The Education Research Centre and School of Education presented this seminar on Thursday 27th October, 1-2pm, Mayfield 129, Falmer Campus:
The Early Pestalozzi Children Project: recovering a lost story of refugees, childcare and education through oral history
William Eiduks and Len Clarke, the Early Pestalozzi Project
This was a well-attended event that many audience members found very moving – it was a vivid example of the power of research (in this case, interviews and archival study) to recover lost histories.
The Pestalozzi Children’s Village in Sedlescombe, East Sussex, was a unique care environment that opened in 1959 to take in children whose lives had been affected by the Second World War. Initially, the majority were selected from European refugee families living in displaced persons camps in Germany, along with a small number of British children. Subsequently, a group of Tibetan children were brought in from families in northern India who had escaped Tibet during its occupation by China. Eventually, the Pestalozzi charity changed its direction and the story of its beginnings was lost.
The Early Pestalozzi Children Project is an oral history project that aims to gather, preserve and relate the story of the children who arrived at the Pestalozzi Children’s Village between 1959 and 1965. It hopes to offer benefits to a range of interest groups, including those with an interest in childcare and education (and particularly with reference to refugee children).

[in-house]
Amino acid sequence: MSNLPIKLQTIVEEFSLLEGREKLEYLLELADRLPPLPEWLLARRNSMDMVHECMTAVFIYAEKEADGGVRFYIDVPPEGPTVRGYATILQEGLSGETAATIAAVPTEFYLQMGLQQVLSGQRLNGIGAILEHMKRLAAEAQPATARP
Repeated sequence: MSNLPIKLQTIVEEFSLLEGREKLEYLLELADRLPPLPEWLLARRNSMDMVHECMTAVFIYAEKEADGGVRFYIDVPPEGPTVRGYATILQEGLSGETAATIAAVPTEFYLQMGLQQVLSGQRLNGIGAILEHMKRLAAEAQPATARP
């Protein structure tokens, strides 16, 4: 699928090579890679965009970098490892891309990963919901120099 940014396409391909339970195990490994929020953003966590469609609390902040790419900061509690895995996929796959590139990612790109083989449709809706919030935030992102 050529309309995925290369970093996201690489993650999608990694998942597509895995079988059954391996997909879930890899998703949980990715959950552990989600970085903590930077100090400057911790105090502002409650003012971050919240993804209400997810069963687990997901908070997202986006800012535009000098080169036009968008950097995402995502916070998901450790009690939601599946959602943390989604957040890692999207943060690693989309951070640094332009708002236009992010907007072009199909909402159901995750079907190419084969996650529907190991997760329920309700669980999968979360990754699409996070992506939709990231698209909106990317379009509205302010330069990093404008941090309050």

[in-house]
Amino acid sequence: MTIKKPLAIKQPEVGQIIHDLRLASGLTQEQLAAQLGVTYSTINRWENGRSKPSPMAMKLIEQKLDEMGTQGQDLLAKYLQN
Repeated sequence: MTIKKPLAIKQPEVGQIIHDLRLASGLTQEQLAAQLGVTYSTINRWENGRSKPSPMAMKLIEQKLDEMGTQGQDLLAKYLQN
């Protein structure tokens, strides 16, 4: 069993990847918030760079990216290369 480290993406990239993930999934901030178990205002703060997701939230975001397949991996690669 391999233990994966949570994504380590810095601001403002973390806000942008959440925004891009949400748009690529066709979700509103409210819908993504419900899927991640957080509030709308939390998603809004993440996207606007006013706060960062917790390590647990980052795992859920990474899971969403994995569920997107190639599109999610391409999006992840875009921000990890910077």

William Eiduks and Len Clarke are both original former resident children of the Pestalozzi Children’s Village in Sedlescombe, East Sussex when it first opened. William was a refugee of Latvian origin and Len was born in the UK in disadvantaged circumstances. They are co-organisers of the Early Pestalozzi Children Project: www.earlypestalozzichildren.org.uk
You can hear them talk about the origins of the project here:
William describes life in his Displaced Persons refugee camp after the war and his arrival at Pestalozzi here: http://earlypestalozzichildren.org.uk/2015/11/meeting-with-modern-pestalozzi-once-again/